Summer is coming. A time when schools usually scale back and families, youth organizations, and employers step up. A time when the lack of public funding for summer learning exacerbates differences in school, family, and neighborhood resources. A time when growth in the gap between poor and affluent students’ math and reading is so expected that it has a name – summer learning loss. A time, also, when many students look for jobs and internships and the ones who could benefit the most are least likely to find them.
What will happen this year? Will mayors and school systems call dibs on summer if the hiatus lasts through the spring? Will families desperate for relief find summer options diminished because of nonprofit staff layoffs and closures? I hope not. We have an opportunity to plan for and invest in summertime learning activities that reflect true partnerships between families, schools, and community organizations and respond to the very diverse and very real needs our children and youth will have based on their experiences.
We have an opportunity to call out some of the lessons about learning that COVID-19 is making more visible:
- The coronavirus reminds us that we are all learners. Children and adults are being asked to absorb new knowledge and to quickly use it to adapt, respond, and contribute in new, authentic ways. The rapid learning going on in homes across the country goes well beyond learning tips on how to “school” our children. Good or bad, children and adults are jointly processing experiences, testing and building skills, and, hopefully, gaining confidence in their ability to thrive in times of uncertainty.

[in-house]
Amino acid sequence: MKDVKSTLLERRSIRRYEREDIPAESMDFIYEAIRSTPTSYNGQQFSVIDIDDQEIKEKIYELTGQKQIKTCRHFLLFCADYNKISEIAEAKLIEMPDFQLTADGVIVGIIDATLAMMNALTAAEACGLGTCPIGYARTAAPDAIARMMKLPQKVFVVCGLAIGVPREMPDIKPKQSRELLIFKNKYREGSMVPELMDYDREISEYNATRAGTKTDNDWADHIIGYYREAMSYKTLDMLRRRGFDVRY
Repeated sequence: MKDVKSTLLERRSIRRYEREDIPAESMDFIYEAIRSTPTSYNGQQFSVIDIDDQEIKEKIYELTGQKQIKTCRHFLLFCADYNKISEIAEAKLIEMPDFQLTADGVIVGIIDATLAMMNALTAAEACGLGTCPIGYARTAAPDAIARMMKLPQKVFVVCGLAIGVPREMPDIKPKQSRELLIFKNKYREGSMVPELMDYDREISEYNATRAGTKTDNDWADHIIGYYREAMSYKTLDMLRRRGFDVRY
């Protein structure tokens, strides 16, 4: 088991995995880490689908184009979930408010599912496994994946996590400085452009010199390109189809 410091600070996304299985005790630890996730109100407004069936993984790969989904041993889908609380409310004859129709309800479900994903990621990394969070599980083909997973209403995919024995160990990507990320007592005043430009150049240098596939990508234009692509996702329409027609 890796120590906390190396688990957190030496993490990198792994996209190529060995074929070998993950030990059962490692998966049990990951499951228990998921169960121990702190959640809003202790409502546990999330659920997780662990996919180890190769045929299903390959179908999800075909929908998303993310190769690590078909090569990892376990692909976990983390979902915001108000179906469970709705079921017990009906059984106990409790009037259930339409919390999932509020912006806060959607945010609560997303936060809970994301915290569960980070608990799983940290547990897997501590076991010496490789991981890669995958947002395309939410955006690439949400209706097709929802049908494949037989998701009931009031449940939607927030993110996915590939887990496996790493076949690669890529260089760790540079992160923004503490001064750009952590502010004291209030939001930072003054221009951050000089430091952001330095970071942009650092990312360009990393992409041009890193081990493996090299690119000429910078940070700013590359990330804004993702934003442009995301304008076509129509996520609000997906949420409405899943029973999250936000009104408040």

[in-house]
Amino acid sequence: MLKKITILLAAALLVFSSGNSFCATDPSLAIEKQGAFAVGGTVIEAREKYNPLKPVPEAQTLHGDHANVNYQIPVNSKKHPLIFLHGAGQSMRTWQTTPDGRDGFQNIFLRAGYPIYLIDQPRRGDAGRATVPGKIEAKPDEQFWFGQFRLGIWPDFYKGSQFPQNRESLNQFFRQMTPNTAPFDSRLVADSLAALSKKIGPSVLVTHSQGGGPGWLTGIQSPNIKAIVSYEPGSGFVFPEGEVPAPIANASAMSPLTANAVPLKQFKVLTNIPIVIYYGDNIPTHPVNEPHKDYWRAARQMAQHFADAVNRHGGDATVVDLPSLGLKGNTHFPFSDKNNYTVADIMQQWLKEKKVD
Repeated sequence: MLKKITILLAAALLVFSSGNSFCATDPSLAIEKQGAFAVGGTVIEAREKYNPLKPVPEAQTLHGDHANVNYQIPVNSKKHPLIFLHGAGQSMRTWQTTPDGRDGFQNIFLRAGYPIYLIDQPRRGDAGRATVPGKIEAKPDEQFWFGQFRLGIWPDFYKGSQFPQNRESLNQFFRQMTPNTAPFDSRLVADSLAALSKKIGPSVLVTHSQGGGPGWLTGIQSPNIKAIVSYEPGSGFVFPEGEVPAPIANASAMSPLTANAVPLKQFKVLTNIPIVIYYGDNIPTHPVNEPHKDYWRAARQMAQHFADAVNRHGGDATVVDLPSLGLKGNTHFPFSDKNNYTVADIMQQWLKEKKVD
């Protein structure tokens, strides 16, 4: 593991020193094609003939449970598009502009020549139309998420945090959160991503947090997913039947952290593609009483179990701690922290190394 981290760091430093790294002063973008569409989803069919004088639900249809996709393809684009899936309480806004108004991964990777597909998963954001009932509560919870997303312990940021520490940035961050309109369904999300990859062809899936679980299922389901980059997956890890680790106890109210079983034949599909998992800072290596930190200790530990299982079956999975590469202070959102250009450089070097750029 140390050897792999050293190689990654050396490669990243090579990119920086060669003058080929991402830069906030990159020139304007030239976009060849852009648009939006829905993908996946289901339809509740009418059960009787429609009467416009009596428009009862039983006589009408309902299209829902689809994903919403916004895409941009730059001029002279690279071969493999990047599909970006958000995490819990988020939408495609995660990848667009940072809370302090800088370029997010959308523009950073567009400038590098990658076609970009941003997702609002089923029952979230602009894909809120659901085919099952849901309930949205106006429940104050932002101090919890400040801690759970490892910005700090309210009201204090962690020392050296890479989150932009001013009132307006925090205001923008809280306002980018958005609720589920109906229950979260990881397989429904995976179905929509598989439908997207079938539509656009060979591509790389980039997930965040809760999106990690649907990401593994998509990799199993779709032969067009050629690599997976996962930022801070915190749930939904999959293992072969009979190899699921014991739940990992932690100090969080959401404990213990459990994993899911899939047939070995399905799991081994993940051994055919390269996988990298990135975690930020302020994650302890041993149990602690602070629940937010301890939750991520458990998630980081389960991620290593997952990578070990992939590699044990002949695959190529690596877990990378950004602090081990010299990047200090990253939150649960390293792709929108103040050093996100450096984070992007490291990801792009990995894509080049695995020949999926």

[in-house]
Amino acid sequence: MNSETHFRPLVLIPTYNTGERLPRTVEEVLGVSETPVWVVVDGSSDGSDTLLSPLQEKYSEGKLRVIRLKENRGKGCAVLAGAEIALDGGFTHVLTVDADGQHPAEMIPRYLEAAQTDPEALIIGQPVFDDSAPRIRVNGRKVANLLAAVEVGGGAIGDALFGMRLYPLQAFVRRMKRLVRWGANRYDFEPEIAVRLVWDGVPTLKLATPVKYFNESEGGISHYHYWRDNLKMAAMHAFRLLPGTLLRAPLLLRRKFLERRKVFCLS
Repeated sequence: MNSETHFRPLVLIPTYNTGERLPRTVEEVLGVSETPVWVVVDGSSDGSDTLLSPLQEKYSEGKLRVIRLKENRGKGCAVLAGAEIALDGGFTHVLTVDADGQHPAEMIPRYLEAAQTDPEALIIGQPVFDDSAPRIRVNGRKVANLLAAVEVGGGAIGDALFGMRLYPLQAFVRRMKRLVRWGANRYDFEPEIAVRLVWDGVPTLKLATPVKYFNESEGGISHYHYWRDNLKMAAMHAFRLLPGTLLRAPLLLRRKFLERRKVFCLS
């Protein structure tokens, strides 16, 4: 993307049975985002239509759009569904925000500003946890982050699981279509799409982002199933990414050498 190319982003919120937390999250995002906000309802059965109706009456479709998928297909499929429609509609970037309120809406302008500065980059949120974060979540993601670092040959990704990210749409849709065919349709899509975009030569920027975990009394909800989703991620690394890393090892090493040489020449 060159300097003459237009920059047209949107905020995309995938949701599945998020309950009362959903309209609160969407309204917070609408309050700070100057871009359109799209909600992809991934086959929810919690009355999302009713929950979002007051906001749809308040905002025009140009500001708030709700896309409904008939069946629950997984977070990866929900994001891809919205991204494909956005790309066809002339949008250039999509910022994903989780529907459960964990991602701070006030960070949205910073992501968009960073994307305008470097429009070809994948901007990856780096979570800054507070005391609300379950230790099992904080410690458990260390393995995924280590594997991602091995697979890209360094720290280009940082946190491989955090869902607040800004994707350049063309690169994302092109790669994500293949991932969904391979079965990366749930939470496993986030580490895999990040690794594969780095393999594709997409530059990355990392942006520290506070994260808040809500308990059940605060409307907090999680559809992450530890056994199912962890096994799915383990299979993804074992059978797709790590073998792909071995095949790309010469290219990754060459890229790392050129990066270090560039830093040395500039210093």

- It reminds us that learning and schooling are different. Learning is a continuous, self-initiated act of social, emotional, and cognitive processing. Humans’ ability to learn and adapt, not just react, is what helps them thrive, not just survive. Schools help students build these skills and apply them to the mastery of academic content. But these skills, once mastered, contribute to young people’s ability to make decisions, manage adversity, and have a strong sense of identity in all areas of life.